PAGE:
Rune hefted the leather satchel that contained everything he owned—and one thing he didn’t. He trudged on, eyes open and darting, but allowed the power of the trod to do most of the work of propelling him forward. As the village appeared on the horizon, he exerted a subtle effort of will to detach himself from the airy chaos. His body slowed and grew heavy. The weight of his satchel increased, too.
He paused to wipe sweat from his brow. Now what?
His arm was still stiff, but at least the bleeding had stopped—though now he was out of healing salve no way to tell when he could get more. Was there anything else he needed?
A musket would be nice to replace the one Avice had destroyed.
Something for lunch. Anything but yet another hardtack biscuit!
A bed. Stars above, a warm, comfortable bed!
A new shirt, one preferably without rips or bloodstains.
He tromped along the muddy path. It must have rained here recently. Before long, Rune’s right foot was damp. He stopped to examine his boots. Sure enough, a hole was wearing through beside his big right toe.
He groaned and added new boots to his list.
The next time I steal from a tetrarch, I’ll plan ahead.
At least he hadn’t seen signs of Avice or her nightwalkers since the day before. If he could beat them to the river, he might dare to rest for the night.
Stars above, what have I done?
The village wasn’t much, a jumble of wooden buildings with farmland all around. It didn’t even have a defensive wall. What raiders would be interested in such a little wide spot on the road?
Rune swung his satchel around to his front. He’d slipped a folded map inside the front cover of his commonplace book before this disaster began. As he walked and read, he decided he must be on the outskirts of a place called Dunswale.
He tucked the map in the book and the book in the satchel and soldiered on. His first order of business would have to be a clockmaker or gearsmith. The trinket he’d carried off was only a liability until he could open it. But if he could unleash its power, he wouldn’t have to worry about the King of Shadows anymore—and that thought made Rune feel light as air again.
Dunswale amounted to just a few dozen houses, many with shops on the ground floor. A tailor, a barber, an herbalist. But the market square was full of people. Farmers and craftspeople hawked their goods from stalls. It was market day, apparently. That was good. There’d be more unfamiliar faces around. Larger crowds to get lost in.
Most of the villagers were swarthy of complexion and garishly dressed. They represented nearly every strand of nearkin: lithe elves, well-muscled dwarves, and more than a few humans. Rune’s own fairer features made him self-conscious. He kept his eyes forward and pretended he belonged—something he had mastered over many years.
At last, he arrived at the heart of the square. Two large buildings faced each other on opposite sides. The largest was a fortified manor house; the other was a tavern. Something was cooking inside, and Rune remembered he hadn’t eaten since before daybreak.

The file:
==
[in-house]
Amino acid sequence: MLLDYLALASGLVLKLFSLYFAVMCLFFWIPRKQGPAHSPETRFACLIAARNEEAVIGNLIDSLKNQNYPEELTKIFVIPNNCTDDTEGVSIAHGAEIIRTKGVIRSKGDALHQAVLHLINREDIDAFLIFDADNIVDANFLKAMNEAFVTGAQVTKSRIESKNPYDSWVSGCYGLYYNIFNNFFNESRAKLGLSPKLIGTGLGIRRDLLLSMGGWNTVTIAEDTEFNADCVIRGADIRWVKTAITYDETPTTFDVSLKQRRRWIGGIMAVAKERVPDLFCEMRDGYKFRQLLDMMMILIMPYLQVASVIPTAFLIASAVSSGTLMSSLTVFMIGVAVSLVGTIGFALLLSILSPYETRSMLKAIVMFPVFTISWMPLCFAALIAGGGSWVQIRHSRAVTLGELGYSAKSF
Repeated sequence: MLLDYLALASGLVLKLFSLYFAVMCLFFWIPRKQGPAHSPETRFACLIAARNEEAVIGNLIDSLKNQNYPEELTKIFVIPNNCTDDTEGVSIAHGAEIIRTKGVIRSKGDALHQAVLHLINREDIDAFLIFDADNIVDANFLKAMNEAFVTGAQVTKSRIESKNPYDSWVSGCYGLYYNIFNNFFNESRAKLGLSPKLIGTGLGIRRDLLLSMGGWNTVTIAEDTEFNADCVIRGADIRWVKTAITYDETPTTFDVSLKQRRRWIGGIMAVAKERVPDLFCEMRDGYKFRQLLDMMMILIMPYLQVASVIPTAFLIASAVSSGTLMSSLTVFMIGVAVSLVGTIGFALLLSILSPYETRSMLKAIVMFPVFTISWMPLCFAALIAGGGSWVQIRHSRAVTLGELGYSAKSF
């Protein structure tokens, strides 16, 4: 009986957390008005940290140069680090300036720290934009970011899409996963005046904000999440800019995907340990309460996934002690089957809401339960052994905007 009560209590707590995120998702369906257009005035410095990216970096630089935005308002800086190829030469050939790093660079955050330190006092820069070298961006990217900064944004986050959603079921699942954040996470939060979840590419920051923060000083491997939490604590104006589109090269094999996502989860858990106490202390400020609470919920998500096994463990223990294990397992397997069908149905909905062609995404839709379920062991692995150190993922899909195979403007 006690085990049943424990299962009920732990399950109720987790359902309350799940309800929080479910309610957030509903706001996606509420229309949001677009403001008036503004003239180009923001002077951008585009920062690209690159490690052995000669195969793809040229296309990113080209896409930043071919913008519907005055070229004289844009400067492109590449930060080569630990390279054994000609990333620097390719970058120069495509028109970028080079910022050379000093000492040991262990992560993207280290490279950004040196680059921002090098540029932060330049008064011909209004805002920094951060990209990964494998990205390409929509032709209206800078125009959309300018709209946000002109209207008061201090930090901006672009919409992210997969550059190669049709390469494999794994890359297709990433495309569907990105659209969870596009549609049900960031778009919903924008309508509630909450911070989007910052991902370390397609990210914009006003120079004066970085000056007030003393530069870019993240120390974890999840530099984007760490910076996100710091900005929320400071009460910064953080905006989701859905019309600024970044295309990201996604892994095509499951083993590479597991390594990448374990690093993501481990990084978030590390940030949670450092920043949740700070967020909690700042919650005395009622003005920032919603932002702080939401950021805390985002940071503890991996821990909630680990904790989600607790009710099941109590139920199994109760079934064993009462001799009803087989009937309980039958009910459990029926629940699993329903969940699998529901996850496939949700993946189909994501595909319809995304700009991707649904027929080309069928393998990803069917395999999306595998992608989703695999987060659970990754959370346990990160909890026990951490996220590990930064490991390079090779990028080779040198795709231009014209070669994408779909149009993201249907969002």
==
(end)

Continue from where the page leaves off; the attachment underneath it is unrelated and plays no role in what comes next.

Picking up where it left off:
He passed a table strewn with curious objects: cords with metal prongs on the ends, small talismans set with colored pieces of wood, an odd cylinder with no obvious function. Curious, he approached the stall.
“How ya doin’, young man?” The short and dusky seller said.
Rune nodded at him. “What…is all this?”
“Just some odds and ends,” the seller said, frowning. “My guys got a little carried away last week. Most of this stuff don’t even work around here.” He took note of Rune’s satchel and his dusty clothes. “You don’t have any business on the Other Side, do you?”
Rune’s pulse raced. These artifacts—whatever they were—were from the Other Side.
“No,” he said.
“S’okay,” eh said. “I got some more stuff that’ll work anywhere. Wymon, bring me that box!” His assistant, up till now busy hanging pots and pans at the back of the stall, brought over the wooden box he’d been using as a stepstool.
“Here you go, Tom.”
The seller—Tom—set the box on the table and flung it open. Inside was a jumble of metal implements. At the glint of steel, Rune took a step back.
“It don’t bite,” Wyman said with a chuckle. “They call this stuff ‘stainless steel.’”
Rune peered into the box without moving closer. “Stainless steel?”
“Iron, chromium, a bunch of other stuff. Perfectly harmless. See?” The seller picked up one of the implements and tapped its disklike metal head against the palm of his hand.
“Ah.” Rune took a step forward and tried to compose himself. One touch of pure iron and he could forget about wending for awhile.
“This thing’s called a pizza cutter.”
Rune wondered what a pizza was, but didn’t feel like asking. As he studied the contents of the box, he recognized some of the objects, or at least could make educated guesses what they were for: knives and potato peelers and such. Others, like the pizza cutter, left him baffled.”
“You ain’t from around here,” Tom said. Rune’s heart pounded, but he remained stone-faced. He didn’t mean anything. Just making conversation.
“Where you from?” Wymon said. “D’you know anything about that mess over in Cruc Maur?”
Rune bit his lip.
“We got a cousin over that way,” Wymon said. “My sister and me, that is. We ain’t heard nothing since…well….”
“I’m very sorry,” Rune said.